Makes sense. The shifts and the plotting unraveling more in the prequels might be more of an inability to make the pieces fit well rather than writing past the point where someone wanted to stop. It still feels like ACD resurrecting Holmes after writing him off, though. I think we can safely agree, though, that it’s likely the author didn’t notice. Whether the editors had any power to make changes is probably something we’ll discover in the archives at some point.

  10. genesistrine August 25, 2019 at 4:40 am

    Yeah, unless I see something from someone more closely involved I’m not going to believe it. Pern is an SF setting right from its base concept: rogue planet dropping alien spores; that it’s providing an SF reason for having fire-breathing dragons is the whole point, not something sellotaped on to trick SF readers into reading something that’s “really fantasy”. Earth-origin colonists on an alien planet with psi-powers-and-stuff-that-looks-like-magic was a common and popular SF trope already; the Darkover series had been going for a decade before Weyr Search was published, for example. (You can argue that they’re all “fantasy with science words” rather than “fiction based on science”, which is fair enough, but there’s such a wide spectrum between the two poles I’m not going to get into classification without a squad of highly trained combat semanticists backing me up.)

    That’s my suspicion. The shift to prequels could have simply been an inability to plot out What Came Next in the Ninth Pass; McCaffrey was spectacularly bad at plotting politics other than This Is A Bad Guy Hate Hate Hate Them – she was great at Young Person Finds Adventure And Their Place In The World, but events in the Ninth Pass were getting really complicated so Moreta and Dragonsdawn probably seemed like good options for putting off figuring that out while still writing in her most popular setting.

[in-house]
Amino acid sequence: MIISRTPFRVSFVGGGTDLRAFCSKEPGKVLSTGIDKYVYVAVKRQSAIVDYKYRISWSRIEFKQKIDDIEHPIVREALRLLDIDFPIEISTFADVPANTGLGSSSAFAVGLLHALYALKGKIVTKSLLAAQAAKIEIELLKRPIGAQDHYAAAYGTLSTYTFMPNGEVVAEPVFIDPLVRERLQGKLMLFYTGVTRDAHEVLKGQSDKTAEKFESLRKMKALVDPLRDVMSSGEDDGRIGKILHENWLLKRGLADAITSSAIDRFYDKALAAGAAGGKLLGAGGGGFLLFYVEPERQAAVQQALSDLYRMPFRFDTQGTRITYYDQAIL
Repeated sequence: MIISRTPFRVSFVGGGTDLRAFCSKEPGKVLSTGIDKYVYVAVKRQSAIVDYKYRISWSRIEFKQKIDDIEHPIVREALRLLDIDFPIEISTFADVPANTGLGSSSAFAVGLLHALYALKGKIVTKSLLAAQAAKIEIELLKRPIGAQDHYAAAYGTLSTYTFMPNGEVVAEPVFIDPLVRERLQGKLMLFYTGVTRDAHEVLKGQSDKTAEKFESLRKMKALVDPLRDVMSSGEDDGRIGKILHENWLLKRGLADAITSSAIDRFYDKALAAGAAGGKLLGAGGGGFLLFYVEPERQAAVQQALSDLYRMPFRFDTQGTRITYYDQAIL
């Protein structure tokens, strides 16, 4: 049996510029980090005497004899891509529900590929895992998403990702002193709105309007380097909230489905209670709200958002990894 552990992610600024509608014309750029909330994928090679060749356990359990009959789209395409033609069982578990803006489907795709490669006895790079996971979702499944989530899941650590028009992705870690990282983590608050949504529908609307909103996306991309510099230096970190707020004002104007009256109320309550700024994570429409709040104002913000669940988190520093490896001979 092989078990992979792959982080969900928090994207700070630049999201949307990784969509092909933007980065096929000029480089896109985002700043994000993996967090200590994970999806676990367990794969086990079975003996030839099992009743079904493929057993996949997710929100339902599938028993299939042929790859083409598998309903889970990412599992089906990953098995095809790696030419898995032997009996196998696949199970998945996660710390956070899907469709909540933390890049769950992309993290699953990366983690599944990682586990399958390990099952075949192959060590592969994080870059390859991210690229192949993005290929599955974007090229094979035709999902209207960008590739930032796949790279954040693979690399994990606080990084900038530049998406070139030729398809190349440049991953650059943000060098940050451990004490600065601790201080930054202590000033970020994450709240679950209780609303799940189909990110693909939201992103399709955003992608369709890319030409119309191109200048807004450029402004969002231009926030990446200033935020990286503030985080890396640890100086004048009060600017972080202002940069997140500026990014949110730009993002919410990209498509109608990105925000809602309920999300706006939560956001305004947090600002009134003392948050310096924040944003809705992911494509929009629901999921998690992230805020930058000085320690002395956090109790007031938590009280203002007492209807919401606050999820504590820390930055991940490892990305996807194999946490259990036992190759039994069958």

I think she was well past being editable at that point though. There’s probably some formula involving Total Number of Weeks on the NYT Bestsellers List / Position on Said List x Cumulative Profits to give the exact probability of an editor being allowed to change stuff, but I bet it was functionally zero by then.

  11. Firedrake August 25, 2019 at 12:33 pm

    genesistrine, a few posts back: I think one of the structural problems here is that we start in Ninth Pass with no science, but in First Pass we clearly did have science, so somehow we have to get from there to here. So if you’re going to write Third Pass or whatever this is (I’m not really all that interested), the overall trend in knowledge is downwards, and you have to show that happening. A Gift Upon the Shore is a very powerful book, but it’s also a very dispiriting one.

    The lack of editing thing isn’t only from the author’s side – in Terry Pratchett’s later years his publishers were unwilling to change a single word, and he had to ask an old friend to edit his first drafts for him just so that someone would tell him when he’d made mistakes.

  12. genesistrine August 25, 2019 at 3:24 pm

    @Firedrake: Definitely. Ninth Pass does have enough traces of science for readers to recognise it as a decayed Earth colony – agenothree, the ARRHENIUS plate, etc – but its people don’t have any context to understand that.

    McCaffrey’s problem with the knowledge loss in the prequels, I think, is that she feels she has to present it as being deliberate, even when that makes no sense whatsoever. (Dragonriders forgetting that dragons can time travel sometime between the Sixth and Eighth Pass is probably the most egregious example.) But there also seems to be a feeling that Pern has to be the same in all eras – there have to be fire lizards and dolphins and grubs and time-betweening and the Southern Continent and the same social structures operating in the same way.

    Re Pterry: he may have been a rarity among writers in actually wanting editing! 😀